Hotel website Booking.com, until recently one of the most profitable companies in the Netherlands, has asked for government support as the number of bookings plunges to 15% of those of a year ago, according to the Volkskrant and the Financieele Dagblad.
The company has asked for help to pay its 5,500 workers in the Netherlands and 48 customer service staff who were still in their probationary period have been let go as the impact of coronavirus on tourism continues to bite, the Volkskrant said.
The company is a major employer in Amsterdam with a IT workforce comprising 80 different nationalities. According to the VK, the average salary at the Dutch operation is €47,000 a year.
The FD points out that the application for support to pay staff follows a major share buy-back programme in 2019. The company has also borrowed $4bn on the capital markets in recent weeks.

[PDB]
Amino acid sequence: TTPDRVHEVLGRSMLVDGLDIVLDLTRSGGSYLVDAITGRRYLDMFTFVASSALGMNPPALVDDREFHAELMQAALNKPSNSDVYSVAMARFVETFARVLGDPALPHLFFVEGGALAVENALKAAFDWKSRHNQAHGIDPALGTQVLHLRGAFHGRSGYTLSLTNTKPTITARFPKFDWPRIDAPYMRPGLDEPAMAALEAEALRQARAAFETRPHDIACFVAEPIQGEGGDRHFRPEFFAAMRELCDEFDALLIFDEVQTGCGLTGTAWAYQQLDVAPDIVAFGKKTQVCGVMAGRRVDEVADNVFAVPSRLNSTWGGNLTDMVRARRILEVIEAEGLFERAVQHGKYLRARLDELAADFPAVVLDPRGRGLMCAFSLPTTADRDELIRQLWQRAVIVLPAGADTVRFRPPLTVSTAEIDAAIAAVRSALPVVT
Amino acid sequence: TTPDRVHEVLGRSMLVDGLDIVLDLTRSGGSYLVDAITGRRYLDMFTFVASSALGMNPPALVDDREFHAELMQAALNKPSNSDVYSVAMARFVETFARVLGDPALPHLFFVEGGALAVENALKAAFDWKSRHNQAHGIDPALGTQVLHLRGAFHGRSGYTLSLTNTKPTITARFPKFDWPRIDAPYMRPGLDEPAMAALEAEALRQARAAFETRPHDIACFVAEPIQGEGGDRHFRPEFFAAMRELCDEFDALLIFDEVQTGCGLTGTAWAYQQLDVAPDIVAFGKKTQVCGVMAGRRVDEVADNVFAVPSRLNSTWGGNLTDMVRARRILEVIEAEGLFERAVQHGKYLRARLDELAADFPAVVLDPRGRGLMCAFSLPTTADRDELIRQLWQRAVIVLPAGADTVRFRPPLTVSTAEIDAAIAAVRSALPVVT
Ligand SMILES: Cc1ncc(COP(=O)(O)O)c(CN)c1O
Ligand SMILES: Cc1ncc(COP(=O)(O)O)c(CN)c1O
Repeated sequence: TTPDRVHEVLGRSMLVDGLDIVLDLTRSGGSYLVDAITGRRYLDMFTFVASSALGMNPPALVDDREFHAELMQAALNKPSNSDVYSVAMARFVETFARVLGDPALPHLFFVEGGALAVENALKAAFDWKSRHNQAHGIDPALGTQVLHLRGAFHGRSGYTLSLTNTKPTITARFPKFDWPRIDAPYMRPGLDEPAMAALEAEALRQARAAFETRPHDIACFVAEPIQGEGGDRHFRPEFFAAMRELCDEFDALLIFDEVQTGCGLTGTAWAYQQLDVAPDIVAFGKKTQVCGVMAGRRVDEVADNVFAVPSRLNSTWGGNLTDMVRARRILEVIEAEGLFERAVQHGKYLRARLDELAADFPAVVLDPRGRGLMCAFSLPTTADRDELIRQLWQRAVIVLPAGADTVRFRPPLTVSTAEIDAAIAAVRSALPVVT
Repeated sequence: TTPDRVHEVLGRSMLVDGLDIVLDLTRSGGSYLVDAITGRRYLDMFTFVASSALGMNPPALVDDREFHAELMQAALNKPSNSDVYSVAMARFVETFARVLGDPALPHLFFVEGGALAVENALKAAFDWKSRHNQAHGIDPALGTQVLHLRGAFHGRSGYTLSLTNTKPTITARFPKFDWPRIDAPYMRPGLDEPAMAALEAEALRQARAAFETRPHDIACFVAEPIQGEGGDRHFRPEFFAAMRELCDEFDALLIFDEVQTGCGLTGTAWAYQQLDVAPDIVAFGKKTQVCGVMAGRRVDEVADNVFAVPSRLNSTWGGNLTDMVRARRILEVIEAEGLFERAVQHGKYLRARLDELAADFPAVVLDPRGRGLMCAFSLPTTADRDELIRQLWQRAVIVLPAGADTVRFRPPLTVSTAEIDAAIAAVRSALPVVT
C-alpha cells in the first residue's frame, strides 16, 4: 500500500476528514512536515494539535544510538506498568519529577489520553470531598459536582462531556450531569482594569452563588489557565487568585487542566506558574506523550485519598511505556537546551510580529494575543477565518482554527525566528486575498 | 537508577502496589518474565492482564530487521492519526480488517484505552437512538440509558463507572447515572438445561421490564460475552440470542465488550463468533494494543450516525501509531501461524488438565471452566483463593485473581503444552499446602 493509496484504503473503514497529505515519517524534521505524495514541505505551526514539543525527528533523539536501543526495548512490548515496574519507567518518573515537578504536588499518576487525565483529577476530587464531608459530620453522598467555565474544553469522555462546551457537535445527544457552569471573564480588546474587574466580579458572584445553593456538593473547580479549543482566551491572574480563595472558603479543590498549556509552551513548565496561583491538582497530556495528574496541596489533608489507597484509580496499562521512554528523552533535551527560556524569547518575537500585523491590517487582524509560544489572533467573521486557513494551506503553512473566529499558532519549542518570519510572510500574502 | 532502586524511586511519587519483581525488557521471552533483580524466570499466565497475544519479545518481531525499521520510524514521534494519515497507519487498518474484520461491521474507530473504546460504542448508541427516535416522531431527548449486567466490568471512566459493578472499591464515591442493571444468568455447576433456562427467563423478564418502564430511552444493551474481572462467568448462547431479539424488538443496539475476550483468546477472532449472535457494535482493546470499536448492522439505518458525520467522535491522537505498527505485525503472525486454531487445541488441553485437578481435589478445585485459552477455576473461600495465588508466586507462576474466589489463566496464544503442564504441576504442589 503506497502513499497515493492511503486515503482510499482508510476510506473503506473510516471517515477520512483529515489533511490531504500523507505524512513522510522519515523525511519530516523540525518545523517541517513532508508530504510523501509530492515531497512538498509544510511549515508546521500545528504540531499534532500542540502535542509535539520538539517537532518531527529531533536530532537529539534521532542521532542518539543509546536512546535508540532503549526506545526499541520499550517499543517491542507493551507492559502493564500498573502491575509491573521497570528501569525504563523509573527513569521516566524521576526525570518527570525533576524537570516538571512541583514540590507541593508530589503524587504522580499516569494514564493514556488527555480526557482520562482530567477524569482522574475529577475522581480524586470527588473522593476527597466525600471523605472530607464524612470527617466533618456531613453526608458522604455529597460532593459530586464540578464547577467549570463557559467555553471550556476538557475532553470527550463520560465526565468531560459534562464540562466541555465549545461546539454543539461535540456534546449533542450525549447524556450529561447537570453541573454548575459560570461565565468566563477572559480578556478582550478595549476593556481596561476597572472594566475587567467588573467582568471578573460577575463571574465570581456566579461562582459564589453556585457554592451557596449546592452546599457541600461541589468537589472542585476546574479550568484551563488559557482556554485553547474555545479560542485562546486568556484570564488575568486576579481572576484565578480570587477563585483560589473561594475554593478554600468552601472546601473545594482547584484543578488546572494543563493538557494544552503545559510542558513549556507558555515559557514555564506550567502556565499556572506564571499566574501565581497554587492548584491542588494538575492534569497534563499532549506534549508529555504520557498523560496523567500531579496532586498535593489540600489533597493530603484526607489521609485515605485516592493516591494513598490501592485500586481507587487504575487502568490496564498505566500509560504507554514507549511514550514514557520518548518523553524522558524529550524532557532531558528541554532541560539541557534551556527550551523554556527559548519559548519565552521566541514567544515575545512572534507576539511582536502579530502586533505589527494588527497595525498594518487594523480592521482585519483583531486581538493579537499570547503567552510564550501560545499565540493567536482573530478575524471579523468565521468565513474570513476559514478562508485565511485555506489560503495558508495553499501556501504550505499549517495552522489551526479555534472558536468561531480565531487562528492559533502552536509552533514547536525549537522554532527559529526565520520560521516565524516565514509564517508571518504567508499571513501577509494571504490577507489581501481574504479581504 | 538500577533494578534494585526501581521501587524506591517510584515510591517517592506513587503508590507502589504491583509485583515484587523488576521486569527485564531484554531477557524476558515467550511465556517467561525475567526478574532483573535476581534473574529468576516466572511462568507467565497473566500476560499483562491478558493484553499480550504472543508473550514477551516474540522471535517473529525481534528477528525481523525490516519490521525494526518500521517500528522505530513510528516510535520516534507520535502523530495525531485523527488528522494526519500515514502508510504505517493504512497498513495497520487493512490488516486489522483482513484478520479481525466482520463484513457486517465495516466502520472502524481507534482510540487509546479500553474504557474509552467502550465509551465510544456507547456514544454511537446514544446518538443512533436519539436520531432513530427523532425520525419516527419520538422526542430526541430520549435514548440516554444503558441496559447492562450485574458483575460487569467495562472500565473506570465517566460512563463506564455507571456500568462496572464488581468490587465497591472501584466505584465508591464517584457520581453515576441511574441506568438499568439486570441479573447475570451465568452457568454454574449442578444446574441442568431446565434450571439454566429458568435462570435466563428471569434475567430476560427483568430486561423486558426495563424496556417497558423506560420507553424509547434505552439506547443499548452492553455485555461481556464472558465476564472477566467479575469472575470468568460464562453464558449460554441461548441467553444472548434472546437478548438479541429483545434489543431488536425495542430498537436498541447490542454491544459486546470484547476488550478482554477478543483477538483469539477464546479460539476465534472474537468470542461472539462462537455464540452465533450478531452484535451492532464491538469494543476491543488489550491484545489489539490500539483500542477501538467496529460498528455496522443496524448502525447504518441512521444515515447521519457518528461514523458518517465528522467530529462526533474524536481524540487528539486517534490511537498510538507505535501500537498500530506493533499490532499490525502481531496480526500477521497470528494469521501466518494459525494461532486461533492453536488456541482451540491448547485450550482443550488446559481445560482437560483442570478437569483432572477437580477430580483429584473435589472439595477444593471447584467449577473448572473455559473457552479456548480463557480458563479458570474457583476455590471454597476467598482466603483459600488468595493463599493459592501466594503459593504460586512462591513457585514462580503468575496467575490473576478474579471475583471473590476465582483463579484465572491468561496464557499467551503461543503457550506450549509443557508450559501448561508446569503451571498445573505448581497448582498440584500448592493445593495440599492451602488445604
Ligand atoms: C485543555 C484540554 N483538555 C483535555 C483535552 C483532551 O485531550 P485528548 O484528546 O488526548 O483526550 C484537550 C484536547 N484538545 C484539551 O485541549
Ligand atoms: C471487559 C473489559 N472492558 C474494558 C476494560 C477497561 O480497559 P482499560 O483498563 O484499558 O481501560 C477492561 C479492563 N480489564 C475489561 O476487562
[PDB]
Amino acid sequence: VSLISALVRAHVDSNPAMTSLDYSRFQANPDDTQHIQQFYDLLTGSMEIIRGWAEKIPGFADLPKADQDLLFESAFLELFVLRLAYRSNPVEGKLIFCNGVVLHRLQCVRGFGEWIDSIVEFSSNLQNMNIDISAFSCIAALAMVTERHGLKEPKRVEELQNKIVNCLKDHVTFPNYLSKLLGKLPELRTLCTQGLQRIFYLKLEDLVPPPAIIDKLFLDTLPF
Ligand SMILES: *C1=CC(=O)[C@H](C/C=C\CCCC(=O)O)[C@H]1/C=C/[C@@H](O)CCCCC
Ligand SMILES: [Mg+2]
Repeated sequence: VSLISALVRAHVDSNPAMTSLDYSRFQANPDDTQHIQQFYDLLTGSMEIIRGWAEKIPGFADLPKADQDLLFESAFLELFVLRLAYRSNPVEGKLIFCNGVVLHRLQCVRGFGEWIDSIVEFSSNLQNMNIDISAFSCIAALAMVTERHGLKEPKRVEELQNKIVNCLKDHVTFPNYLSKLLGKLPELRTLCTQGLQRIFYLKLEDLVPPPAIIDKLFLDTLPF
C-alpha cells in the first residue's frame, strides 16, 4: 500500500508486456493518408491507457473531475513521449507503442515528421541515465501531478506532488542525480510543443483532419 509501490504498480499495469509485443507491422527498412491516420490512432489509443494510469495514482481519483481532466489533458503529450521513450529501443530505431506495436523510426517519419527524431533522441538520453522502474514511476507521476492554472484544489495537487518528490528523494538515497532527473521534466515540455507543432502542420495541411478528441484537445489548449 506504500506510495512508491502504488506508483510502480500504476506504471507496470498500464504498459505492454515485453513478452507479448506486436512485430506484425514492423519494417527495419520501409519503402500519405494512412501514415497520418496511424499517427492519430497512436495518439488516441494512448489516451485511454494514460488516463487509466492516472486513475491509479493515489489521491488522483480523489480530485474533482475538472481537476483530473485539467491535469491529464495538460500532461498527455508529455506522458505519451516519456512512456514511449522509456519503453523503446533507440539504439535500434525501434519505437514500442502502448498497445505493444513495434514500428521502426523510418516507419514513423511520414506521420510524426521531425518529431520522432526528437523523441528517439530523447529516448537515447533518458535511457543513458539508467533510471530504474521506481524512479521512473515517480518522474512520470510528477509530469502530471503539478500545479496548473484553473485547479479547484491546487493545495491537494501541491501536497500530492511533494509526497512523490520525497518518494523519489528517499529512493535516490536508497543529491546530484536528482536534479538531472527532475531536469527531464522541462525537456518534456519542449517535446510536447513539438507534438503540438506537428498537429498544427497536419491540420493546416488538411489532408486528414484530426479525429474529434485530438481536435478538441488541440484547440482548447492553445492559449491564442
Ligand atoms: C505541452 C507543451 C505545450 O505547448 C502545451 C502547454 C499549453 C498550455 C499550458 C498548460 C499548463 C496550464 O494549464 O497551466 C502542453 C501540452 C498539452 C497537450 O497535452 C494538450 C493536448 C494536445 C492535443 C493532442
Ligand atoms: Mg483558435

In the prospectus, the FD says, Booking.com said it has sufficient liquidity to last until the end of 2021. The company, founded in Enschede in 1996 and since taken over by US giant Priceline, booked net profit of $4.9bn last year.
Booking told the FD in a statement that it is grateful for the government support, which has enabled it to prevent redundancies and to meet short term financing requirements.
DutchNews.nl has contacted Booking.com for comment.
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